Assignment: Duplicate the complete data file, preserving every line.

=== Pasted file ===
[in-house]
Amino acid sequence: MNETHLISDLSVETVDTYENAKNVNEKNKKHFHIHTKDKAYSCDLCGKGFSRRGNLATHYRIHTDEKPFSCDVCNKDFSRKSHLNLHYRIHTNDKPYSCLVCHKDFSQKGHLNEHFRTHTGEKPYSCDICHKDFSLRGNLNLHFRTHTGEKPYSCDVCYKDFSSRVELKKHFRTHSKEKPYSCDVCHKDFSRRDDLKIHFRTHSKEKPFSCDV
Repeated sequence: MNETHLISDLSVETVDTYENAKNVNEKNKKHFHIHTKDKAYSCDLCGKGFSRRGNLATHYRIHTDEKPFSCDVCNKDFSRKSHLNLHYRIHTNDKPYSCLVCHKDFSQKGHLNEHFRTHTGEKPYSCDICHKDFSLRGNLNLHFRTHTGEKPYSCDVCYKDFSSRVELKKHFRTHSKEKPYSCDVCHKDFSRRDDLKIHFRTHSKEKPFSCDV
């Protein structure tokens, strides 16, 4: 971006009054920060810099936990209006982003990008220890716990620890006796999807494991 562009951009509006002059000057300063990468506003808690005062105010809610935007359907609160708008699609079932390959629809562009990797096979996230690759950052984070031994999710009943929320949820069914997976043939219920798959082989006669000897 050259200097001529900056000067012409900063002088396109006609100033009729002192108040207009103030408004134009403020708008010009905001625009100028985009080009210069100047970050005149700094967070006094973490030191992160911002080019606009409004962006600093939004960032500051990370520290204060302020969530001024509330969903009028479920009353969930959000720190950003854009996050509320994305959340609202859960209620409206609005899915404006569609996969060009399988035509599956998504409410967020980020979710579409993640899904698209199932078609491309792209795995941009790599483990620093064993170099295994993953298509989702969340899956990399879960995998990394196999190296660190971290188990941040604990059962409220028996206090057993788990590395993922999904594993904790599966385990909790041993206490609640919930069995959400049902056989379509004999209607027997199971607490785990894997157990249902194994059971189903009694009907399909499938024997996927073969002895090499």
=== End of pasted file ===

[in-house]
Amino acid sequence: MNETHLISDLSVETVDTYENAKNVNEKNKKHFHIHTKDKAYSCDLCGKGFSRRGNLATHYRIHTDEKPFSCDVCNKDFSRKSHLNLHYRIHTNDKPYSCLVCHKDFSQKGHLNEHFRTHTGEKPYSCDICHKDFSLRGNLNLHFRTHTGEKPYSCDVCYKDFSSRVELKKHFRTHSKEKPYSCDVCHKDFSRRDDLKIHFRTHSKEKPFSCDV
Repeated sequence: MNETHLISDLSVETVDTYENAKNVNEKNKKHFHIHTKDKAYSCDLCGKGFSRRGNLATHYRIHTDEKPFSCDVCNKDFSRKSHLNLHYRIHTNDKPYSCLVCHKDFSQKGHLNEHFRTHTGEKPYSCDICHKDFSLRGNLNLHFRTHTGEKPYSCDVCYKDFSSRVELKKHFRTHSKEKPYSCDVCHKDFSRRDDLKIHFRTHSKEKPFSCDV
């Protein structure tokens, strides 16, 4: 971006009054920060810099936990209006982003990008220890716990620890006796999807494991 562009951009509006002059000057300063990468506003808690005062105010809610935007359907609160708008699609079932390959629809562009990797096979996230690759950052984070031994999710009943929320949820069914997976043939219920798959082989006669000897 050259200097001529900056000067012409900063002088396109006609100033009729002192108040207009103030408004134009403020708008010009905001625009100028985009080009210069100047970050005149700094967070006094973490030191992160911002080019606009409004962006600093939004960032500051990370520290204060302020969530001024509330969903009028479920009353969930959000720190950003854009996050509320994305959340609202859960209620409206609005899915404006569609996969060009399988035509599956998504409410967020980020979710579409993640899904698209199932078609491309792209795995941009790599483990620093064993170099295994993953298509989702969340899956990399879960995998990394196999190296660190971290188990941040604990059962409220028996206090057993788990590395993922999904594993904790599966385990909790041993206490609640919930069995959400049902056989379509004999209607027997199971607490785990894997157990249902194994059971189903009694009907399909499938024997996927073969002895090499």